- Thermometers are mandatory, and you have a few options. Digital thermometers are fast, but the battery can run out. A backup would be a non-mercury shake-down style.
- Stethoscopes are useful for taking your horse’s pulse and monitoring gut sounds.
- Saline is a gentle and effective flush for wounds.
- Betadine comes in a scrub or solution formula.
- Chlorhexidine is another anti-microbial solution for wound cleansing. You can also use chlorhexidine to wash your horse’s grooming brushes. Dilute according to instructions.
- Blood stop powder is easily poured into wounds to help clots form.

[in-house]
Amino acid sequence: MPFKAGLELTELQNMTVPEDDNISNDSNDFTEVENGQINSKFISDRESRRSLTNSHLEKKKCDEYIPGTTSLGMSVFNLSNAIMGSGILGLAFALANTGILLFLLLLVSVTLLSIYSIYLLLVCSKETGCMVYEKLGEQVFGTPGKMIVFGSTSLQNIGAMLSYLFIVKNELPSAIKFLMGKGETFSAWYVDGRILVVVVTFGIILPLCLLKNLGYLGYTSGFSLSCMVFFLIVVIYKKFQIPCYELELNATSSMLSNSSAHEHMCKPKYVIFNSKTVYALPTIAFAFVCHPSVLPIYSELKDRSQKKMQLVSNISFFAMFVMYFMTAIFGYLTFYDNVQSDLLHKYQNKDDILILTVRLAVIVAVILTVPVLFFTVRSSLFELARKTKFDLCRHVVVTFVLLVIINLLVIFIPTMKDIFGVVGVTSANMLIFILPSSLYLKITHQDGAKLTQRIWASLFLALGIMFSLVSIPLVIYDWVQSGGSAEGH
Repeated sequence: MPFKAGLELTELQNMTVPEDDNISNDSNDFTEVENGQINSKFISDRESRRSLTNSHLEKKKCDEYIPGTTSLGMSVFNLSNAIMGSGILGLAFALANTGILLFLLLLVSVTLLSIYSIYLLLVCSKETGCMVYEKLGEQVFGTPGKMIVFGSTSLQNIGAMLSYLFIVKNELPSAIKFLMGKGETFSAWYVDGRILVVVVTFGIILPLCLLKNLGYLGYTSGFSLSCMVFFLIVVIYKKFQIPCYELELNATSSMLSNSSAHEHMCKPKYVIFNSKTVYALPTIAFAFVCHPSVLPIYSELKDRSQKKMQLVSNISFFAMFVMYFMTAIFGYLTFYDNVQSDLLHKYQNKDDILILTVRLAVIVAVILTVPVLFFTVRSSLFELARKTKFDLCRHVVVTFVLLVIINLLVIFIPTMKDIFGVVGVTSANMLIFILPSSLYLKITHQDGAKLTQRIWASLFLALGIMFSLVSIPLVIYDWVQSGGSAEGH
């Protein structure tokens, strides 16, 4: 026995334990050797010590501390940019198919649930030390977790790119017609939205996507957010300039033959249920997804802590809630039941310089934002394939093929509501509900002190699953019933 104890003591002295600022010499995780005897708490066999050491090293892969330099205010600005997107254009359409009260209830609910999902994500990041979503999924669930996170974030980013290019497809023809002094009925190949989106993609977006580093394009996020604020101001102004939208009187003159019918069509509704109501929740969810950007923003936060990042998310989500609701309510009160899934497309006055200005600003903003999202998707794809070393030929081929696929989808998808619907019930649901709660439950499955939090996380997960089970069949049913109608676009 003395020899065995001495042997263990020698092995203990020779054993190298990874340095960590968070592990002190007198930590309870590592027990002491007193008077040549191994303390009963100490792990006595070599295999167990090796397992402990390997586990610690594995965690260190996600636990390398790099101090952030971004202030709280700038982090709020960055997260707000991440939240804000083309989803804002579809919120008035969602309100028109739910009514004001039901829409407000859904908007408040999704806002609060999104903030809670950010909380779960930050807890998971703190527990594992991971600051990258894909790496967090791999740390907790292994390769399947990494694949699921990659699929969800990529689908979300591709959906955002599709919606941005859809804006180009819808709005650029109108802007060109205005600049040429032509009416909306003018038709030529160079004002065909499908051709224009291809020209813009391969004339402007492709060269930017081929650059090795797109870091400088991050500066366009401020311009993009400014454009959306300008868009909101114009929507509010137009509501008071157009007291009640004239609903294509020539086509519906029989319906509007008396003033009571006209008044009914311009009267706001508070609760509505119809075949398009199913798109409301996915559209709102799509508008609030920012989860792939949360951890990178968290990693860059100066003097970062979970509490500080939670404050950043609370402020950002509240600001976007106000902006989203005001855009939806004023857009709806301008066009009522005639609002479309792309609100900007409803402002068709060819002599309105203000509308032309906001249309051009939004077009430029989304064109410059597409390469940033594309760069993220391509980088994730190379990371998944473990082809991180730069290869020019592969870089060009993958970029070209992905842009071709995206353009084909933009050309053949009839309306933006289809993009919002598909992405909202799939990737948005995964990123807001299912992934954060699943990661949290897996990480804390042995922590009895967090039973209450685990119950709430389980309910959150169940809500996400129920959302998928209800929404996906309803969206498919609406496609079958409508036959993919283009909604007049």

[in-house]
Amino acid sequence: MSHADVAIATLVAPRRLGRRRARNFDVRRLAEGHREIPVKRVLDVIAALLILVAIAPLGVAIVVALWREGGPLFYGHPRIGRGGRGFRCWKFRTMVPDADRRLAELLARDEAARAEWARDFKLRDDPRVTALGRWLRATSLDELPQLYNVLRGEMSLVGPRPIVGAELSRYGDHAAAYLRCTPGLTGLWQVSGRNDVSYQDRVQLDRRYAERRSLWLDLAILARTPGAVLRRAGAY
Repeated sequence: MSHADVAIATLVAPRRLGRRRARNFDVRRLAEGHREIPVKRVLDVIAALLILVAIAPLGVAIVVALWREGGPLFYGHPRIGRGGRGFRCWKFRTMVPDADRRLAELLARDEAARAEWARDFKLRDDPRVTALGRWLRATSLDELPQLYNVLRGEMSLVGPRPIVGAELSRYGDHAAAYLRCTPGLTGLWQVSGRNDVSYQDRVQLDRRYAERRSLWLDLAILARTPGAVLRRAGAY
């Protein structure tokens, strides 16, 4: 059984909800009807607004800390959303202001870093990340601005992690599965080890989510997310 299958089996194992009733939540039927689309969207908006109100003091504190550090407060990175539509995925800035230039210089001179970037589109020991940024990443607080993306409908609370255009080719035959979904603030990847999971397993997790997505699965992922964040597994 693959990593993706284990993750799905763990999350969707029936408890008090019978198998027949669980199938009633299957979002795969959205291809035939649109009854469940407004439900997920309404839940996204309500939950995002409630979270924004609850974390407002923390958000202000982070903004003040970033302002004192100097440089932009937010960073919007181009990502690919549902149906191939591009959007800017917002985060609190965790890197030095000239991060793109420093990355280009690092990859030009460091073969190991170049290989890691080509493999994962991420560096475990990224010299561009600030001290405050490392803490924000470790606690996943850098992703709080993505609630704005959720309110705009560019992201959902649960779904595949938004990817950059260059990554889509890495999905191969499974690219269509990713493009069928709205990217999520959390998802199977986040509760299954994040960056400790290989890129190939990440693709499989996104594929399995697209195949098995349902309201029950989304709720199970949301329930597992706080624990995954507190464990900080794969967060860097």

- Diapers are great for bleeding and packing hooves.
- Non-stick bandage pads or maxi pads buffer the wound under a standing wrap. This also keeps any ointments or medications against the wound without messing up the bandages.
- Sheet cotton is used under bandages and tears easily for the perfect fit. You can use smaller pieces to cover minor wounds.
- Gauze wrap covers sheet cotton for use under another bandage or standing wrap. It’s flimsy and thin but secures any pads, cotton, or cushion before wrapping.
- Self-adhesive tape AKA Vetrap, but there are lots of other brands. There is some “give” to this wrapping.
- Elastikon tape is used when you need something covered for a long time. It’s super-sticky, even more so if you leave it in your car for a day.
- Electrical tape has stretch and is ideal for wrapping the top of bandages or standing wraps when the horse tries to pull off his bandaging.
- Spider bandages are great for covering joints. The arms of the spider bandage allow for a custom fit over knees, hocks, and any moving parts.